'Let us reopen' say owners of bowling alleys on Long Island

LONG ISLAND (WABC) -- Owners of bowling alleys on Long Island said Friday they are ready to reopen safely and are asking New York State officials to allow them to do so.

Joe LaSpina, the owner of Coram Country Lanes, said he has developed 30 pages of guidelines on how he can safely reopen including customer safety, employee safety and exceeding CDC guidelines.

"We're ready to embrace capacity limits. We're ready to embrace social distancing. We're not going to do this recklessly," he said.

Chris Keller, the owner of The All Star in Riverhead, has made several safety changes at his bowling alley, including installing wooden barriers between the benches, a UVC light sanitizing station to disinfect the bowling balls and shoes and a machine to do temperature checks on every person who walks into the building.

"It's time for the Governor to have trust in us. It's time to rehire our 8,700 employees. It's time to allow people to enjoy our wonderful sport again," he said.

Keller said he understands how dangerous the coronavirus is: his father died of the coronavirus in April and his mother almost did as well.

"Please don't let this take our business also," he said, pleading to Governor Andrew Cuomo.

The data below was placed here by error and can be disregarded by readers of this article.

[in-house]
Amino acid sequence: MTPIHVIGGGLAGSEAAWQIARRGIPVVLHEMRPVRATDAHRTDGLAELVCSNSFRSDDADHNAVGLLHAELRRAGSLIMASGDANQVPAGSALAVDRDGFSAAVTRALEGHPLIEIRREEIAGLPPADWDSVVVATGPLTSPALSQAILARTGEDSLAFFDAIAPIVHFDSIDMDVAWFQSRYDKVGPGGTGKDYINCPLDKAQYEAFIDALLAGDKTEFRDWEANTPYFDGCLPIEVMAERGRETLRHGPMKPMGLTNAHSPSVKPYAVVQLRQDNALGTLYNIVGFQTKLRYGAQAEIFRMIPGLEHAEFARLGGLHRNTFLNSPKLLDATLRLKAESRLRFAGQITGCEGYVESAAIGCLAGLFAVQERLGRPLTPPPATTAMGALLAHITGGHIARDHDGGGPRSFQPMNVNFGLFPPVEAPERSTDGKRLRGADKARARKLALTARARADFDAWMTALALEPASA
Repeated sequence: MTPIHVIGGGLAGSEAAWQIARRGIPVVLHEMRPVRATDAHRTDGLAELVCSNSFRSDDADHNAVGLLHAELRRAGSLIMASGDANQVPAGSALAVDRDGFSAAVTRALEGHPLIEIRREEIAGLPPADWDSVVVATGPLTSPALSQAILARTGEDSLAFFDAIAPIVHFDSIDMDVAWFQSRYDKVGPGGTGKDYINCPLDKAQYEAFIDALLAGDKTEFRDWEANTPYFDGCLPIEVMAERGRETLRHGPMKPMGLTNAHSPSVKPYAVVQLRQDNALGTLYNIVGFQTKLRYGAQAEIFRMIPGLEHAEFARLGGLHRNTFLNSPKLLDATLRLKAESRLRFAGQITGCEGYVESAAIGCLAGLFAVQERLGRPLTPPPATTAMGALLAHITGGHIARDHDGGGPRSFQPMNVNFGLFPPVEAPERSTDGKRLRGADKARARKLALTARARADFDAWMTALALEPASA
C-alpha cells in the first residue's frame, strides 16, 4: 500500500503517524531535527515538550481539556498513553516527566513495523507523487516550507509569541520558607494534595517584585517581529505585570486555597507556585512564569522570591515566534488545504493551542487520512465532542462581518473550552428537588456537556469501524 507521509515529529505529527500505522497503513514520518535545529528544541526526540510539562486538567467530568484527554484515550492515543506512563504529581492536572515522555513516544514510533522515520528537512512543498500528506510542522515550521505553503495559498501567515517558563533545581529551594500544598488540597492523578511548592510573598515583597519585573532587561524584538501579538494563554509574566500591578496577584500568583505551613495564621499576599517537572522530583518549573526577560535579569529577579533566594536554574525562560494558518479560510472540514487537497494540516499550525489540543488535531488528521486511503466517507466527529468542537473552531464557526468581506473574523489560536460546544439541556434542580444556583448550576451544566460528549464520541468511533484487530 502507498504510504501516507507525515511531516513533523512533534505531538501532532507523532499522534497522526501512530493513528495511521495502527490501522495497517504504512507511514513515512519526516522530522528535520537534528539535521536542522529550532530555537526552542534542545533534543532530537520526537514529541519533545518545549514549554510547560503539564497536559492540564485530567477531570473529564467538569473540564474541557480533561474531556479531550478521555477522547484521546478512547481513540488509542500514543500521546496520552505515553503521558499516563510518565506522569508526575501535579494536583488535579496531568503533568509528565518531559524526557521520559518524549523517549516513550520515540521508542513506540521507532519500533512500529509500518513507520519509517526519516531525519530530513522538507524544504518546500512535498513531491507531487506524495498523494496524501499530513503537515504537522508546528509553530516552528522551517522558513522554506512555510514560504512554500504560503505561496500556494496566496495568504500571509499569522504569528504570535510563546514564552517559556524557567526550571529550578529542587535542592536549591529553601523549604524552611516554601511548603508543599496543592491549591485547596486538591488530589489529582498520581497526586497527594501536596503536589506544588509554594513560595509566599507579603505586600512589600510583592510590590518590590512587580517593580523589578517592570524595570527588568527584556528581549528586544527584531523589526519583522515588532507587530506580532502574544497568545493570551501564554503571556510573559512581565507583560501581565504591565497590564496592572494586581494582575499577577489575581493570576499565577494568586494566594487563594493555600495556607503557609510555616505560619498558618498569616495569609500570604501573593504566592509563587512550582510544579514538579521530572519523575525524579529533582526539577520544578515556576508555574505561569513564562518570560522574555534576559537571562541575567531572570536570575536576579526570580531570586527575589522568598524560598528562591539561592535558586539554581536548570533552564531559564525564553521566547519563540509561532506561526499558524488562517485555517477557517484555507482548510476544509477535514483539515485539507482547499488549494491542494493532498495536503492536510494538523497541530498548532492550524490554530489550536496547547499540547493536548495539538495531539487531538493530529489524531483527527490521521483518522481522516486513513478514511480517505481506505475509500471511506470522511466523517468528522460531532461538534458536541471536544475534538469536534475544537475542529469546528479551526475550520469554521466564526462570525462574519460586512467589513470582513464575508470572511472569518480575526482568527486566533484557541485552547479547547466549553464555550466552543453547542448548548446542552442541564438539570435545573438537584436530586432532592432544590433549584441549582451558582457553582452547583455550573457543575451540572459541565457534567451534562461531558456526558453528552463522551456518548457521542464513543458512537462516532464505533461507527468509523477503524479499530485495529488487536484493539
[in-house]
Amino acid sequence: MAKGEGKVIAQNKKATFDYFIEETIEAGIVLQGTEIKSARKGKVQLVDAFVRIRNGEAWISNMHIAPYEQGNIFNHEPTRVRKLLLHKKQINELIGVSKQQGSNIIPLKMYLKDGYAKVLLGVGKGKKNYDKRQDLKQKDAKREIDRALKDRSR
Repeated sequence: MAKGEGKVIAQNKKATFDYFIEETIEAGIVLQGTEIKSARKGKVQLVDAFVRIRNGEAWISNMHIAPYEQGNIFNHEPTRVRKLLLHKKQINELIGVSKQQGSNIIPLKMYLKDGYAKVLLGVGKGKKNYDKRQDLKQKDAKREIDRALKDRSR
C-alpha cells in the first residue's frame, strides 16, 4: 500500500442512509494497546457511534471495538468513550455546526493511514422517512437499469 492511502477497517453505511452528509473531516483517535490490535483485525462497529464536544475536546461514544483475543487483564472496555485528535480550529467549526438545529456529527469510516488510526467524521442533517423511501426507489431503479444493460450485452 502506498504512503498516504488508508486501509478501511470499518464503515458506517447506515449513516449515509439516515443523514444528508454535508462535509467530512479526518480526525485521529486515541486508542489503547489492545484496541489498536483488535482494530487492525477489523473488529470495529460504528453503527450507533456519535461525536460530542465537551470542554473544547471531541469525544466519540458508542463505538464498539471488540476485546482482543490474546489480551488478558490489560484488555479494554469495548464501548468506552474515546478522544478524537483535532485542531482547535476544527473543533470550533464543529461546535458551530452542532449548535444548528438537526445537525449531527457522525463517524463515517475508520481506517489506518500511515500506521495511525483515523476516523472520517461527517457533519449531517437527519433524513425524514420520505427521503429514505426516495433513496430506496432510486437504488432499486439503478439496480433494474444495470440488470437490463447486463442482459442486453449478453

Various elected officials from Long Island attended a press conference with LaSpina and Keller Friday. They called on Governor Cuomo to speed up the reopening of businesses in the state.

"I don't know about you and where you shop, but I've been in stores where I've been elbow-to-elbow with people reaching for wrenches, reaching for screwdrivers, reaching for lightbulbs and everything else," said New York State Assemblyman Joe DeStefano (R-Medford). "Why is this any different?" he said of the bowling alleys.

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Doug Dwyer, a bowling coach at Longwood High School, said he worries about what the alley closures may mean for his older students trying to get college scholarships.

"You're talking over a thousand games of practice that some of these kids have missed," he said.

Rachel Hines, who attends Longwood and is a nationally-ranked bowler, said she is worried about her ability to get a college scholarship at this point. She usually bowls everyday and hasn't been able to since March.

"I want to practice again," she said.

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